Definitely worth a read if you're into fantasy. And overall, if you were going to read just one of the Narnia books, I would recommend this one....more
Hey, did you get enough Christian allegory in the first four books? Are you sure? Are you really sure? Well, here, have some more anyway.
Basically, asHey, did you get enough Christian allegory in the first four books? Are you sure? Are you really sure? Well, here, have some more anyway.
Basically, as far as I can tell, Dawn Treader is Lewis's vehicle for introducing this kid Eustace, who's kind of a dick. Until he finds Aslan. (And yes, I totally mean that in the "finding Jesus" sense, because duh.) As with most stories of this kind, Eustace starts out unlikable to the point of absurdity and pretty much hates everyone around him, and doesn't find the Way and the Light until he runs into trouble and needs some help. Naturally. Because why bother with religion unless it can do something for you, right? Nice message you guys are sending there. But anyway, after that Eustace realizes what a jerk he's been and magically stops sucking as a person, the moral of the story being that Jesus Makes Everything Better! Or something. I guess. Whatever.
Aside from that, I'm not entirely sure what the hell this book was supposed to be about. Eustace, Lucy and Edmund, and Caspian all embark on this long, drawn-out adventure to find the seven lost Lords, but what exactly is the freaking point? Seriously. I kept expecting them to find out something important, maybe something that the Lords learned during their exile, or for something really interesting to happen once they'd found all seven. But no. The Lords are all basically useless and do little more than serve as waypoints as the Dawn Treader sails farther east toward Aslan's country, WHERE NOTHING CONTINUES TO HAPPEN.
So here's the deal. Lewis was a pretty good storyteller, but not a very good writer, and what he did here was write a story with no clearly delineated plot, no climax, and no proper denouement just to tell one important thing (I'm assuming what Aslan tells Lucy and Edmund in the end is what was supposed to be the point of all this), which he could have done with less story and more plot. So unless you're a hardcore fan of the Narnia series, or you're OCD like me and absolutely have to read every book, then I say skip it.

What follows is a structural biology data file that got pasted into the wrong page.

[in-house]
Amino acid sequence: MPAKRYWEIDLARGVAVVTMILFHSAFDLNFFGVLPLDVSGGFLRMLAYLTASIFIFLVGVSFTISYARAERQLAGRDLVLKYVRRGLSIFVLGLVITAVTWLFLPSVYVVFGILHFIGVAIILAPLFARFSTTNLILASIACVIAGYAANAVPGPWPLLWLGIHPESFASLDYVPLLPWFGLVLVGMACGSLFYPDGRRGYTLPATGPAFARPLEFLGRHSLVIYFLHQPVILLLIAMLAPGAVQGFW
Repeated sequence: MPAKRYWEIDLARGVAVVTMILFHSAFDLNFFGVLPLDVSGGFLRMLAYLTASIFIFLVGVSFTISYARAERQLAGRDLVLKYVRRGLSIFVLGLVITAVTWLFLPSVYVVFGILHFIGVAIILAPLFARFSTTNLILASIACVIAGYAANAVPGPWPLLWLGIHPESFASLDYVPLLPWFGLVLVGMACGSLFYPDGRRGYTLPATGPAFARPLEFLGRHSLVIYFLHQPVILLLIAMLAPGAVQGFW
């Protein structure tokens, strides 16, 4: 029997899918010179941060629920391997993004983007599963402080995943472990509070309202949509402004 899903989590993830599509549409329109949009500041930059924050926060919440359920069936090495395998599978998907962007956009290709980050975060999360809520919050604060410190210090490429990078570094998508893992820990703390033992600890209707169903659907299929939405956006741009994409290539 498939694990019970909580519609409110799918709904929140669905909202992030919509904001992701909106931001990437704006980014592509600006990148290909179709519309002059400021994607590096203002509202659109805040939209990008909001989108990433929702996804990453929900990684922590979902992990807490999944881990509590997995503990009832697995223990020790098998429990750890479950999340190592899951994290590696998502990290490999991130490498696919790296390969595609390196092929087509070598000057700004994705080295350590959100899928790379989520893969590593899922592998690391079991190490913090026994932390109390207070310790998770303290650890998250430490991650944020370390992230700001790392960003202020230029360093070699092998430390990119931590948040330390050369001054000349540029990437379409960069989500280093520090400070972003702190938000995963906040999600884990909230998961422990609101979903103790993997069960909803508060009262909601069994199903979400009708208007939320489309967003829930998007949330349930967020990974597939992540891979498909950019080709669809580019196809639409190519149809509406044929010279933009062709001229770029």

P.S. If Eustace getting baptized by Aslan after he repented for his prickish ways wasn't anvilicious enough, Aslan showing up as a lamb in the final scene really drives it home. Thank you, Mr. Lewis, we totally would've missed your amazingly subtle point if you hadn't bludgeoned us half to death with it....more
For a book entitled Prince Caspian, I would've liked for more of the story to actually have been about Caspian, rather than the Pevensies. I feel likeFor a book entitled Prince Caspian, I would've liked for more of the story to actually have been about Caspian, rather than the Pevensies. I feel like Lewis could've contrived a better way of bringing the children into the story that didn't involve taking up about a third of the book with their journey from the ruins to Aslan's How. It felt largely unnecessary to me, except as a vehicle for Important Religious Message #2, and I would've much preferred if Lewis had devoted more of the narrative instead to elaborating on the fight between Caspian and Miraz, which was pretty much the entire point of the book in the first place.
Also, I still really hate third person omniscient. Who ever thought this was a good idea? Seriously.
But since this is, after all, a children's book, I can't judge it too harshly. I doubt its target audience is going to be concerned with its literary shortcomings; all kids are going to care about is whether it's fun to read. And it is. Prince Caspian is another fast, fun little adventure in the Narnia series, with a lot of interesting new characters to meet, some suspense, some intrigue, a couple of fight scenes that would probably be exciting to the younger reader, and a few really good messages for kids, even if they are buried beneath a lot of anvilicious religious parallels....more
I liked this book better than its predecessor, largely because it felt like more of a proper story than, "A girl goes through a wardrobe to a magicalI liked this book better than its predecessor, largely because it felt like more of a proper story than, "A girl goes through a wardrobe to a magical land, and here, have some Christian allegory. And how about a bit more Christian allegory, with a side of Christian allegory, topped with Christian allegory?" Aslan is still Jesus, obviously, but he only shows up toward the end of the book, so you don't get overwhelmed by the religious message.
The rest of the book is a fun, fast-paced little adventure with interesting characters to meet and places to see. It sometimes requires a suspension of disbelief, and also suffers throughout from POV issues (I usually loathe third person omniscient, which reads like exactly what it is: a spastic writer with the neurotic compulsion to tell the story from every single character's perspective), but since this is a children's book, rather than something really intended for the more discerning adult, I'm willing to overlook that. Mostly....more